Via cidpnsi – The devastating scale of the humanitarian crisis in Syria has internally displaced more than six million people and forced five million more to flee across the border into neighbouring countries. The experiences of these refugees have often been reduced to a single narrative where newcomers are seen as burdens on their host communities. However, a closer look at the capabilities and contributions of Syrian-owned SMEs operating in Turkey reveals ‘another side to the story’.
“In Turkey, as in the rest of the region, Syrians are starting businesses that are creating jobs, livelihoods, and independence for themselves and for other refugees. […] In addition to first-time refugee business owners, there are seasoned Syrian entrepreneurs who moved, along with their business expertise and capital, from Syria to other countries in the region, including Turkey. In the words of a Syrian business owner in Istanbul, “We are international businessmen. We have also been to Dubai and Riyadh. Syrians in Turkey are not just poor refugees.”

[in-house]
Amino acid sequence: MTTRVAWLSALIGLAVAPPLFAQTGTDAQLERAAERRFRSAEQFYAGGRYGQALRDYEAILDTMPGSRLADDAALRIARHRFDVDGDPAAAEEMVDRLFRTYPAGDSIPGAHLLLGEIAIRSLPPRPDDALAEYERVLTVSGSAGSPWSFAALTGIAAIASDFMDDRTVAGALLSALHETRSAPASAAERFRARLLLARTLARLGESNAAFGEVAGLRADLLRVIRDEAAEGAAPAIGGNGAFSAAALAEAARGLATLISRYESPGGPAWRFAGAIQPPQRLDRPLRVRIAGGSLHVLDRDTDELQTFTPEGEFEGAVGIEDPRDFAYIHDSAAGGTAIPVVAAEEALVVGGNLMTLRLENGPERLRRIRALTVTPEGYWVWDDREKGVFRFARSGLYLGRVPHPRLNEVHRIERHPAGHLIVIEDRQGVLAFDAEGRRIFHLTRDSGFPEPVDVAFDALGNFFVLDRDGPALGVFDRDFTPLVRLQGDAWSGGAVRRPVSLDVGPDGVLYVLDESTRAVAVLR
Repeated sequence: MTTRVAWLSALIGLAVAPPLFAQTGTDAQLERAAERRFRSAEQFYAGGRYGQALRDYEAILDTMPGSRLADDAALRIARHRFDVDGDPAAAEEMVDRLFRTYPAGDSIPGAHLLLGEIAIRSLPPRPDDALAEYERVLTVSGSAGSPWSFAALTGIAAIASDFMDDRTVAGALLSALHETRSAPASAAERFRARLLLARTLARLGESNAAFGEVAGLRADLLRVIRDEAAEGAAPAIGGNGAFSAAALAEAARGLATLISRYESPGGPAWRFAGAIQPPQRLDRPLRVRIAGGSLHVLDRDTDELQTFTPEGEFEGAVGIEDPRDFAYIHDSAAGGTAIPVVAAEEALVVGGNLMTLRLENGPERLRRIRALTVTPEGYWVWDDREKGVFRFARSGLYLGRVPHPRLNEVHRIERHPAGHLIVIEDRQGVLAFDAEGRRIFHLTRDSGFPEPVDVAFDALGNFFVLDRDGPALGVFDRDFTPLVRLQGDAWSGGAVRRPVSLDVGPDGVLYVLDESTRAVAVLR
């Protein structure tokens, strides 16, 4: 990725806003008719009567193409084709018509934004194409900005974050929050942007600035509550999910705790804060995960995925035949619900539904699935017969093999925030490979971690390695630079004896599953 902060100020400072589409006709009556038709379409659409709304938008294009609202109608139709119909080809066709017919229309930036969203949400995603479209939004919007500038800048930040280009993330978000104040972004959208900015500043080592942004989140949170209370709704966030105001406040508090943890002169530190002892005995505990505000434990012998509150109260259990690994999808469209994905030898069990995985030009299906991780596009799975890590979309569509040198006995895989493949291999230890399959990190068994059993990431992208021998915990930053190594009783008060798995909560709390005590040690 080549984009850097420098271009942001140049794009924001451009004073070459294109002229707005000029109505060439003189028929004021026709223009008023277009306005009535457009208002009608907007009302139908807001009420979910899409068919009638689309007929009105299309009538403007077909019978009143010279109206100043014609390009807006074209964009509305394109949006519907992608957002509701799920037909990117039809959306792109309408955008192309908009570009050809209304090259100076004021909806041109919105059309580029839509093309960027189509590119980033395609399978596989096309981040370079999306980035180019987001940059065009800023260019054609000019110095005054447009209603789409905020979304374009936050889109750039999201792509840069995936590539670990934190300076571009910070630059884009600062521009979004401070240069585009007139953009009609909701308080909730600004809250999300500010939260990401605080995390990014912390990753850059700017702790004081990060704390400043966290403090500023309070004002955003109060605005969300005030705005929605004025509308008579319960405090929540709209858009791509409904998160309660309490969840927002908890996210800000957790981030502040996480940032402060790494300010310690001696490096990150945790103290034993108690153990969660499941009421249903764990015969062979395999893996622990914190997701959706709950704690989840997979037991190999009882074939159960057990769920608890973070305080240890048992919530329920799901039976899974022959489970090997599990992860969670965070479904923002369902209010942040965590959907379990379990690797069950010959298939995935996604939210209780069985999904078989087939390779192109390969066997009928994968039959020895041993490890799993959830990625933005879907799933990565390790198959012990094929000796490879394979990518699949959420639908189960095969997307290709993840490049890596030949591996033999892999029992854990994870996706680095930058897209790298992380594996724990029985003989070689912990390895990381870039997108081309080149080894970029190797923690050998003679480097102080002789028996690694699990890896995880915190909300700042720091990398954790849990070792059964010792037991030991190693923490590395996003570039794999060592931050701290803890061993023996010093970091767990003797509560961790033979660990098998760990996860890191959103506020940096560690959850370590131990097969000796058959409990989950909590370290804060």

Since the Syrian Civil War began in 2011, Turkey has welcomed more than three million refugees. This massive influx has put considerable strain on Turkey’s infrastructure, public services, and the availability of jobs and affordable housing. However, many Syrian entrepreneurs have also established small and medium-sized enterprises (SMEs), which help to offset the costs of the crisis. Syrian-led businesses have created new formal jobs in Turkey and stimulated the potential for growth, innovation, and enterprise for refugees and their host communities.
A recent market assessment funded by Global Affairs Canada and conducted by Building Markets found that Syrians have invested nearly $334 million into 6,033 new formal companies in Turkey since 2011. The typical Syrian-owned business in Turkey has been operating for 2.5 years and generates an average annual revenue of $463,201. On average, each business employs 9.4 individuals and over 50% of SMEs aim to hire in the next 12 months. In 2017, Syrians are expected to establish over 2,000 additional businesses in Turkey with approximately $90 million of Syrian capital.
This article was originally published by cidpnsi.